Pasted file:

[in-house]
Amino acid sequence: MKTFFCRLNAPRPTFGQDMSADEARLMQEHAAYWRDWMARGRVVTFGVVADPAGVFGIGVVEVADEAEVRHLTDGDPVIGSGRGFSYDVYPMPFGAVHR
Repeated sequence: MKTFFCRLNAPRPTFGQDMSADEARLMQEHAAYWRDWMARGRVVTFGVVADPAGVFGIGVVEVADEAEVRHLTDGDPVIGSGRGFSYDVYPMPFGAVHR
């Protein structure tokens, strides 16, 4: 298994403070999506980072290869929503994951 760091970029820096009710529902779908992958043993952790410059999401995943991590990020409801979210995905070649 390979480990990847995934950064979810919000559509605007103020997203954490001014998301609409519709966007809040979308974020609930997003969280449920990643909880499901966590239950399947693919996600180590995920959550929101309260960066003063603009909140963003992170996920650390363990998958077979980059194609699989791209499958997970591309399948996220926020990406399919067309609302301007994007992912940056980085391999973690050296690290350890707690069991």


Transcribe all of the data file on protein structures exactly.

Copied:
[in-house]
Amino acid sequence: MKTFFCRLNAPRPTFGQDMSADEARLMQEHAAYWRDWMARGRVVTFGVVADPAGVFGIGVVEVADEAEVRHLTDGDPVIGSGRGFSYDVYPMPFGAVHR
Repeated sequence: MKTFFCRLNAPRPTFGQDMSADEARLMQEHAAYWRDWMARGRVVTFGVVADPAGVFGIGVVEVADEAEVRHLTDGDPVIGSGRGFSYDVYPMPFGAVHR
């Protein structure tokens, strides 16, 4: 298994403070999506980072290869929503994951 760091970029820096009710529902779908992958043993952790410059999401995943991590990020409801979210995905070649 390979480990990847995934950064979810919000559509605007103020997203954490001014998301609409519709966007809040979308974020609930997003969280449920990643909880499901966590239950399947693919996600180590995920959550929101309260960066003063603009909140963003992170996920650390363990998958077979980059194609699989791209499958997970591309399948996220926020990406399919067309609302301007994007992912940056980085391999973690050296690290350890707690069991």